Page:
ADIEU BIG MUDDY
BABELDAOB, Palau The trail peters into slickrock, waterfalls and deep bathtub basins. Then comes the squelching mud, tripwired with roots. Next a thigh-deep river to ford. In the rain.
"No one told me to bring appropriate footwear," a colleague snarls, her orange suede Mary Janes lost in the soupy dirt.
My old mountain-guide instincts take over: leave no child behind! "They'll rinse clean in the river. C'mon," I help her spring among the rocks and thicker roots.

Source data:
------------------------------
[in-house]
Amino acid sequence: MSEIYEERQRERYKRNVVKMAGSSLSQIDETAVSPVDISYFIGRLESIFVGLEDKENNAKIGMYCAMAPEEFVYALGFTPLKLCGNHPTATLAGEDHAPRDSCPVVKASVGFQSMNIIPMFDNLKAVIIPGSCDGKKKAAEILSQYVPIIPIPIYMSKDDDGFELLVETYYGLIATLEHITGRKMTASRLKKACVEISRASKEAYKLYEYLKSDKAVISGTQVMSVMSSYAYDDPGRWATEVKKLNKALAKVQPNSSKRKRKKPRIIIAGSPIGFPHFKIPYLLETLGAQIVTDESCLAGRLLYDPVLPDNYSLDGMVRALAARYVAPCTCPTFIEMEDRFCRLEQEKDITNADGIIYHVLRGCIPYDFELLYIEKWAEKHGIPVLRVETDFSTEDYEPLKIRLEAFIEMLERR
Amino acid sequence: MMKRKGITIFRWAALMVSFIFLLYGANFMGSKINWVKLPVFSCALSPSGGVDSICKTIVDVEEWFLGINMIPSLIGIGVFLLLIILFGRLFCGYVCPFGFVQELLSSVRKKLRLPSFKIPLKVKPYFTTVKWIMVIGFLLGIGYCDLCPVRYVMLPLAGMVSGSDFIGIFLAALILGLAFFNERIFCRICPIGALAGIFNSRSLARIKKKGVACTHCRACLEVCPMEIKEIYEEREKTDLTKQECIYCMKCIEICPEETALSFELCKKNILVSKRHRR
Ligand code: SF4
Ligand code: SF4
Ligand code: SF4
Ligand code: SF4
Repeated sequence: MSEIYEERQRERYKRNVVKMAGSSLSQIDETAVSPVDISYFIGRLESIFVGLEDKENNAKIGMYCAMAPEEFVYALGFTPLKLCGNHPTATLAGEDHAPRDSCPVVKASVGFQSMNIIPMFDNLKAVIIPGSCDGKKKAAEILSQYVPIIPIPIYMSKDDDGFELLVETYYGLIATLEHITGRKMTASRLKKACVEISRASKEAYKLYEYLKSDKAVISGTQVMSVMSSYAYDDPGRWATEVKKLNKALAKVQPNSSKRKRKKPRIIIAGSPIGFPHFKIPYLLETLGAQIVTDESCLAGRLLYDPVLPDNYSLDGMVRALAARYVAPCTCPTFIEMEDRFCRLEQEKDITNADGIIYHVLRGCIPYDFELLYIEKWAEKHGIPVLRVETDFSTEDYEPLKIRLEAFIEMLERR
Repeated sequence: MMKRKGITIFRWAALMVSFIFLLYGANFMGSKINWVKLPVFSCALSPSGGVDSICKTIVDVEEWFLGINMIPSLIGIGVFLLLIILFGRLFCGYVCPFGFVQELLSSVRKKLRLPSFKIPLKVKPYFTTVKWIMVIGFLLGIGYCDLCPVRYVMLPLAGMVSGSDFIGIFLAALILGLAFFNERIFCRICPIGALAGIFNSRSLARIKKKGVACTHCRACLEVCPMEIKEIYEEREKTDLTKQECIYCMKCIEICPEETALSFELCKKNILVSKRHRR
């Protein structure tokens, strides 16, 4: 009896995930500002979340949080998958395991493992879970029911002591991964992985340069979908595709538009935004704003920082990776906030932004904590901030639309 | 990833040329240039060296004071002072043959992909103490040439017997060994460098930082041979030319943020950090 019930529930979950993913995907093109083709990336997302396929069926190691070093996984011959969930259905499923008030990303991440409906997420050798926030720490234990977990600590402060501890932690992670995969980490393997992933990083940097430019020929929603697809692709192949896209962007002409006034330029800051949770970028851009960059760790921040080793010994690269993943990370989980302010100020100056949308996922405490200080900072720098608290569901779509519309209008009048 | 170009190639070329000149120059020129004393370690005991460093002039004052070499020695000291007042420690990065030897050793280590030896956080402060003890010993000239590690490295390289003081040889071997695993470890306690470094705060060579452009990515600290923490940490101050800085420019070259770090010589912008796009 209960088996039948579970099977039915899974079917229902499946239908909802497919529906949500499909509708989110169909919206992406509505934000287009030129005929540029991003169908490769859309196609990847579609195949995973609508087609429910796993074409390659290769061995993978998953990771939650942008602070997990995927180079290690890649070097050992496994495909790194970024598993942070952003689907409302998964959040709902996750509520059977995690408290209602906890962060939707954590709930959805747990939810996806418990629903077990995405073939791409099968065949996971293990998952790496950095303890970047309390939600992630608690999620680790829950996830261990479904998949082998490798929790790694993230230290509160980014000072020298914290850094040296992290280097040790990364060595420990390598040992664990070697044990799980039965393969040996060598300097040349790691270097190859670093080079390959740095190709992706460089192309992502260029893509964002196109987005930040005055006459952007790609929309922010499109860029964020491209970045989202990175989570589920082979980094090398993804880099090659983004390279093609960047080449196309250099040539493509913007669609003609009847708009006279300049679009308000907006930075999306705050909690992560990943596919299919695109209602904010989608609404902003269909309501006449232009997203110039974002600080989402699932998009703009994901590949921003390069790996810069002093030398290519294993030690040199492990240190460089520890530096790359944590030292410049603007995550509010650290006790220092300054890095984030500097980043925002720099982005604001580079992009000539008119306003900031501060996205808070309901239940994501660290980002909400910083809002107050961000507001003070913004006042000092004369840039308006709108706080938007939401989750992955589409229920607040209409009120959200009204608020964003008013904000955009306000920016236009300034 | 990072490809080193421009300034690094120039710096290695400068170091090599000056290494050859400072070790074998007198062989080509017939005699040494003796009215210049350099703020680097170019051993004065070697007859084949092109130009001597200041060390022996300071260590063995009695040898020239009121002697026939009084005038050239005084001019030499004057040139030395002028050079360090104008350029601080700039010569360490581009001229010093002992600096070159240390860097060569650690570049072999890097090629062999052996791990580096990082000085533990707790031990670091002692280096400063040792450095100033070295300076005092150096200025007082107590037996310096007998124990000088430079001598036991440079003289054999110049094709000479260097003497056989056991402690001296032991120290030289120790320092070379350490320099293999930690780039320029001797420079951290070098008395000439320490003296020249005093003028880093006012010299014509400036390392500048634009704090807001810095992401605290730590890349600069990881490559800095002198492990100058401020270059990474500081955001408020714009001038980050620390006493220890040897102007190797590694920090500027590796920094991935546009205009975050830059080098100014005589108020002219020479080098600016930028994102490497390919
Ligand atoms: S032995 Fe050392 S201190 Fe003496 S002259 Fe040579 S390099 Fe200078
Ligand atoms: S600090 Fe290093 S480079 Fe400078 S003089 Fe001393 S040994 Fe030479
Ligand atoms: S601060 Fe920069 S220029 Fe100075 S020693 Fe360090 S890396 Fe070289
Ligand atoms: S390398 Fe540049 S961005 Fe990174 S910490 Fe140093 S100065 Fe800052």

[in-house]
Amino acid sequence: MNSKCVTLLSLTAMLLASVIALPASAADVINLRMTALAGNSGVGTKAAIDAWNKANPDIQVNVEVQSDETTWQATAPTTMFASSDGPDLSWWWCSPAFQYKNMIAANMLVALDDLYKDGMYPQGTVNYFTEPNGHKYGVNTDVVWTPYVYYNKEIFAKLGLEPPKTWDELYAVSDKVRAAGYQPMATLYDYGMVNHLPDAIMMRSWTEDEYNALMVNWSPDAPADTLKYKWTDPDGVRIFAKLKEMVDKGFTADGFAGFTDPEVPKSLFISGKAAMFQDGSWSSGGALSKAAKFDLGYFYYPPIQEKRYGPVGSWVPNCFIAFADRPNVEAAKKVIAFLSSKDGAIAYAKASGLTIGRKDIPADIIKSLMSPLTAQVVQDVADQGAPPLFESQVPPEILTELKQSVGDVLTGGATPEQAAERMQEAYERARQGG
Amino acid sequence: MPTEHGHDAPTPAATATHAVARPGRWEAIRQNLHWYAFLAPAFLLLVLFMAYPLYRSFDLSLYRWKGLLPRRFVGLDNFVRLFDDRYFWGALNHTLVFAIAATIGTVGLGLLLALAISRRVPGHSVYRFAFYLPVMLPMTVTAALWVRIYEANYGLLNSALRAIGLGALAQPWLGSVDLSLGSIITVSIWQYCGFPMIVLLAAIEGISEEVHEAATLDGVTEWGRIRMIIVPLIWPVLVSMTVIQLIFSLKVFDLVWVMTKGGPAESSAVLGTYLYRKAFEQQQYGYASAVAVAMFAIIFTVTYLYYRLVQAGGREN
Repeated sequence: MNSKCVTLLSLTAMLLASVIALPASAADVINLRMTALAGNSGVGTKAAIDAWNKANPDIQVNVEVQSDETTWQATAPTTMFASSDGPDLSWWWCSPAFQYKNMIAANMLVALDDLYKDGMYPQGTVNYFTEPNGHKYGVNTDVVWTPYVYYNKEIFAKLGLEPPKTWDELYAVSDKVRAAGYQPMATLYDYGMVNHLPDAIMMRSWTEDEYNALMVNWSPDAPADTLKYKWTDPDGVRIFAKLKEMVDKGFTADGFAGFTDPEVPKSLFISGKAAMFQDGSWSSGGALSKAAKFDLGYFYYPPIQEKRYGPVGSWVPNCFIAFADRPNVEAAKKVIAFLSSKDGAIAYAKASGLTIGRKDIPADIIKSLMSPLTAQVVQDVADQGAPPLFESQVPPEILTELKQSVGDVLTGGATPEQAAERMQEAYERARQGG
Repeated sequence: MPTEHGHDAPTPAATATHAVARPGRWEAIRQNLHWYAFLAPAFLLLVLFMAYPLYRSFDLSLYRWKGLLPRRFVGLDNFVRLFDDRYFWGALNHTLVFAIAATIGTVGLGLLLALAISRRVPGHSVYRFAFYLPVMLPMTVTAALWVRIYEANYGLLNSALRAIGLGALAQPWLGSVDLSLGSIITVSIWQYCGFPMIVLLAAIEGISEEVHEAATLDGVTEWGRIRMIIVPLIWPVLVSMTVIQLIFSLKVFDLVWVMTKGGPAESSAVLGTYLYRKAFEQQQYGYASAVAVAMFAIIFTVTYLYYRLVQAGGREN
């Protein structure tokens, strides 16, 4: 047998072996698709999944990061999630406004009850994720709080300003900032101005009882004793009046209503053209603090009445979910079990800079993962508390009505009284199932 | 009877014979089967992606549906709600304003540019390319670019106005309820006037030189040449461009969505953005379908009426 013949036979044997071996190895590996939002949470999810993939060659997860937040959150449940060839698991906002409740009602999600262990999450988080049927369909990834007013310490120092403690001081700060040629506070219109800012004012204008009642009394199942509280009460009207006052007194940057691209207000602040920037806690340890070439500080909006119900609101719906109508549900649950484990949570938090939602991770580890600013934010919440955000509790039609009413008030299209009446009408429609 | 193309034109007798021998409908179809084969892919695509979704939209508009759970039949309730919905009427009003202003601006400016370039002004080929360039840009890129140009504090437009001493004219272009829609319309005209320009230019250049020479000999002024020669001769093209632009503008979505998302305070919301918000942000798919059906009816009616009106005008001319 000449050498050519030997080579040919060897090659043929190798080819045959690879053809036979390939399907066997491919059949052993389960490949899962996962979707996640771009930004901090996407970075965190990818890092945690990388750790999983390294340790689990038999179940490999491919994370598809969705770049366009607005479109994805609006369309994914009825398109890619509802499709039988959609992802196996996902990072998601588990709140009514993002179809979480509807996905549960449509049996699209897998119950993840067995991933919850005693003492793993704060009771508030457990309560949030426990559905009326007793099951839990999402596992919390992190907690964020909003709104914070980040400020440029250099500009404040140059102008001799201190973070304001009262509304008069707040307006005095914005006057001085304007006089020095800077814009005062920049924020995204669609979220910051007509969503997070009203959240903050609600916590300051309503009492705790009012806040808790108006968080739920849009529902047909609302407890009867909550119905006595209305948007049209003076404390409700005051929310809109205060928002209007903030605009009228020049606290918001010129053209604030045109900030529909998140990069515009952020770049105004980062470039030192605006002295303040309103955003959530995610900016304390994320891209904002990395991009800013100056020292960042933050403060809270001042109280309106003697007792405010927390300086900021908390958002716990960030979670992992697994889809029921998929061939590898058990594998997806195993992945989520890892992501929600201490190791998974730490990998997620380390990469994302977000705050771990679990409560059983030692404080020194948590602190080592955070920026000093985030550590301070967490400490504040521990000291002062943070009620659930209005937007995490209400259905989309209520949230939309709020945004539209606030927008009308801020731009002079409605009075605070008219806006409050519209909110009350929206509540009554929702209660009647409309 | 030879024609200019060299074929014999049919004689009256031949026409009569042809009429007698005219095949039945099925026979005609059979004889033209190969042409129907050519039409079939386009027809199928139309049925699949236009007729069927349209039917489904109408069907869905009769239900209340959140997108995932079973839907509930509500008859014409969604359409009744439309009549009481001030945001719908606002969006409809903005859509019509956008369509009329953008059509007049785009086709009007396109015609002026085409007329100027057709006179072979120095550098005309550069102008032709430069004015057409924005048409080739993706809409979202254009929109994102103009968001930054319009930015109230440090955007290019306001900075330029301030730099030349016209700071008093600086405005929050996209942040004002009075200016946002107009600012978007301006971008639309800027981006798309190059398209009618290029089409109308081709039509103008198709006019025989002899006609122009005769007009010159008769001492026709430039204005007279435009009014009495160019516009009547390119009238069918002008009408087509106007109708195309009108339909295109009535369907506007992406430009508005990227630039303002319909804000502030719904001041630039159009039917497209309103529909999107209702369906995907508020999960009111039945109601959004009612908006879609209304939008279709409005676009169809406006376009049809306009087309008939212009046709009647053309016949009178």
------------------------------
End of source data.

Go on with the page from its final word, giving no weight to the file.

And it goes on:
Together we lurch to the waterfall, a great gap-toothed monster. I step into the muddied swirl, then bellyflop and scull downstream. I have to "hippo" over the more shallow sections: fingers prying holds in the riverbed, legs floating loose.
Around the bend, I pause and float alone in the jungle. In seven hours, I'll crumple into an airplane and begin the slow hops back home: Koror to Guam to Honolulu to Los Angeles slight detour to Phoenix to see the fam then Seattle.
This moment, however, is mine. Stones cut my soles; my thin blood ribbons into the flow. And so do I, in many ways.
I could find a place here, really and truly.
But for now, adieu Palau.